It is the kind of business that is happy to thrive in the background, which FMS has done since it was established in the 1990s as a contract cleaning company, then based in Shelbyville, Ky. These days, though, its president, Scott Koloms, is pumped to be making headlines. FSM said it recently became the first janitorial services company in the world to earn a B Corp designation and the first company in Louisville, second in Kentucky, to do so.
Now Koloms is on the front line of the push to make B Corp designation a legal status in the state of Kentucky.
So what is a B Corp?
It’s a designation for mission-centered businesses, for businesses for whom profit is not always priority one. The public benefit corporation designation protects the company’s mission against shareholders objecting to its path to profit, and it protects companies from new owners who may change the mission.
“We measure our social mission the same way we measure our finances and operations,” Koloms said. Every year the company leadership decides on what their social goals will be. If they do not reach at least 75 percent of those goals, no leaders will get a bonus, including Koloms.
“We have happier and better workers,” he said. “Our core value is that we care about the people we work with.”
“Who’s going to solve social issues? The government?” said Koloms. He thinks business as an institution may be the answer. “Business has a position of power.” If more businesses became socially conscious and active, he reasoned, the government and underfunded nonprofits would have less work to do.
Sarah Davasher-Wisdom, COO at GLI, said that the chamber is “very favorable” toward the legislation and that members of GLI have been “advocating for it for several years.” She noted that neighboring states have B-Corp legislation in place and that more than 30 states do overall.
Davasher-Wisdom said that having B-Corp status available would “motivate companies to bring their business to Kentucky.” Both Davasher-Wisdom and Koloms said that young workers prioritize working for a business that has a social component.
When asked about why there would be any opposition to the bill, she said that it was a matter of education because it is a “difficult concept.” Rep. Jerry Miller (R-36), who is putting the bill forward on Feb. 9, almost voted against it last year, but after a conversation with B-Corp advocate Access Ventures‘ CEO Bryce Butler, he came on board, Davasher-Wisdom said.
It’s not just a challenging concept, one of the reasons it didn’t pass in the past is that some politicians conflate the social mission with environmentalism and reject the notion out of hand.
“Three times in the past it died for various reasons,” Miller said. This time it has an excellent chance of passing, he said.
Miller said that the millennial generation wants to “do good” while making money and that “certain investors want to invest in entities that have a dual purpose.” The latter includes Butler, whose Access Ventures invests only in social entrepreneurship enterprises.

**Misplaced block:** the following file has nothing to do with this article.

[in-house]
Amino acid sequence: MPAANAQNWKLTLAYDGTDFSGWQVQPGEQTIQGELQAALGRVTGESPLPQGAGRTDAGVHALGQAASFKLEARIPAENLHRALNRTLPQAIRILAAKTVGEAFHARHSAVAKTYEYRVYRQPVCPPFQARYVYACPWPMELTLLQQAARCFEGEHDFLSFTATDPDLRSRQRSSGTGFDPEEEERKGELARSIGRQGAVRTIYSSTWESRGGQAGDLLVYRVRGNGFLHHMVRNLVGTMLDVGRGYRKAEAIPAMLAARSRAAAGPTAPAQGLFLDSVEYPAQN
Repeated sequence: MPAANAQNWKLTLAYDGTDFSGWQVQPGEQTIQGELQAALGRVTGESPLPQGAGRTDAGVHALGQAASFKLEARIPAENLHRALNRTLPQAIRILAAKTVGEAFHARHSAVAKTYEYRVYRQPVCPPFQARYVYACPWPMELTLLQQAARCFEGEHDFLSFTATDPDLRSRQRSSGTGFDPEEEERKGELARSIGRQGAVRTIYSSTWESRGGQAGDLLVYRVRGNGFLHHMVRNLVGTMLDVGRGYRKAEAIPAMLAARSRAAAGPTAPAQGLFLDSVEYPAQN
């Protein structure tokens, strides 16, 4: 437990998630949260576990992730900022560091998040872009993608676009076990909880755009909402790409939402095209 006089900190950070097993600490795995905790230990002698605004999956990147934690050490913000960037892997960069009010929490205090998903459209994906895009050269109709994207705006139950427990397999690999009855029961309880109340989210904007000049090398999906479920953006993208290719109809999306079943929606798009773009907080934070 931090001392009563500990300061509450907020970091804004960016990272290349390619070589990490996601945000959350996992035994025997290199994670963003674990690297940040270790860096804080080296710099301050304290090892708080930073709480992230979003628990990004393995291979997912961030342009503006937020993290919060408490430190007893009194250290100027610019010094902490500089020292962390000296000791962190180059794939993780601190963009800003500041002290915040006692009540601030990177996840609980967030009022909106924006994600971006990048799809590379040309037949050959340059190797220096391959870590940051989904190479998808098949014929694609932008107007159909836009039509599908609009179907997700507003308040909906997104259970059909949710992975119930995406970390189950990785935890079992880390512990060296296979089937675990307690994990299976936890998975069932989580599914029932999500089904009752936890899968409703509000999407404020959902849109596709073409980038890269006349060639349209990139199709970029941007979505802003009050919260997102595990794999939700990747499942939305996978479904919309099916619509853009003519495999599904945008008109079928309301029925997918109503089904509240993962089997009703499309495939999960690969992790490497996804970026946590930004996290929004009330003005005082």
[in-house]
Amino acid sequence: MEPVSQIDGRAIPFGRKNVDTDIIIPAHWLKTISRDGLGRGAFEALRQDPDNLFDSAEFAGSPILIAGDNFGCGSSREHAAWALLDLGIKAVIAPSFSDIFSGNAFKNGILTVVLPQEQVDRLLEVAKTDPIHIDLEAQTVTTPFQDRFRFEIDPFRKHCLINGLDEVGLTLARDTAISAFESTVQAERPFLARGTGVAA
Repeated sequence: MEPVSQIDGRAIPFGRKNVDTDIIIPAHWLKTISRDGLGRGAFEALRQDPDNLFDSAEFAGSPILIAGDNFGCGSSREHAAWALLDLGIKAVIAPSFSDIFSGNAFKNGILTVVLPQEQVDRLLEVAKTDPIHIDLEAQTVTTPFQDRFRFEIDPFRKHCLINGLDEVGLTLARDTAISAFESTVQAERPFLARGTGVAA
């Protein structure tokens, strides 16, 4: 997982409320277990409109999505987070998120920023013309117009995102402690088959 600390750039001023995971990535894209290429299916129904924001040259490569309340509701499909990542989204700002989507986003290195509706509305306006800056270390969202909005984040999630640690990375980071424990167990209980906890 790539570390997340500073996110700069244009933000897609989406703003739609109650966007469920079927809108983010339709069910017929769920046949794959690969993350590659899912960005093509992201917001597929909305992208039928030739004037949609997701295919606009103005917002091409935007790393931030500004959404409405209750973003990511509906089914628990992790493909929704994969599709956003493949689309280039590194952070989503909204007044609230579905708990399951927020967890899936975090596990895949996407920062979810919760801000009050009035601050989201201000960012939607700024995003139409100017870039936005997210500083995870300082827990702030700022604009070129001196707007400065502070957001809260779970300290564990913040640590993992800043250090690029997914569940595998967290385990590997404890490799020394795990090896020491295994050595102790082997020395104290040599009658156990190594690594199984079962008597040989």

A new headquarters
On a recent private tour of the new headquarters, Koloms explained that the well-preserved and faithfully renovated 1880s former home of A.L. Ball Moving & Storage, on the corner of 15th and Lytle, was built as a furniture company and showroom.
The giant brick edifice is huge: 90,000 square feet in total. He enlisted the services of the award-winning Lexington architecture firm Nomi Design to carve out 25,000 square feet for the headquarters; the rest will remain storage.
Koloms is jazzed about the revamped office space, which includes a workout area and a recreation area (and requisite Ping-Pong table); a co-working-style office called The Nest, where desks and computers will be made available to employees who are on the road a lot; plus, an outdoor patio.
As he continued the tour, Koloms proudly noted that wooden features in the offices – tables and counters and such – were made from reclaimed wood from the renovation.
The new home pairs nicely with the company’s already robust wellness program, which includes smoking cessation and nutrition programs for all staff members and financial literacy classes. There’s a five-minute meditation session before meetings. In those meetings, Koloms often talks about mindfulness.
FMS offers paid maternity leave for all employees for six weeks.
“Everyone will be making a living wage by the end of the year,” Koloms said.
In 2015-16, the company reduced turnover by 15 percent. Koloms also said that companies like Bellarmine University, Yum Brands and the Nelson County School System, have hired FMS because their values aligned.
The company employs around 800 people, about 400 of them full time.
For Koloms, FMS’s mission is its people. When he took over the business after his father’s sudden death in 2001, Koloms knew that the greatest challenge in a janitorial business was employee turnover.
“Without the people, we couldn’t run a business,” Koloms said. He knew he had to create a work environment that not only gave people a paycheck but also a reason to want to work for FMS.
Company leadership set up relationships and partnerships with agencies in the neighborhoods where FMS workers live. Working with KCTC, the company co-funded a leadership class that was specifically designed for FMS. Fifty-six workers graduated and received college credit.
In 2017, the company’s goal is to fund 2080 hours of volunteer work. Each worker will be paid a regular salary for up to 20 hours of volunteer work. “This is not a giving program,” he said. “This is embedded in our business model.”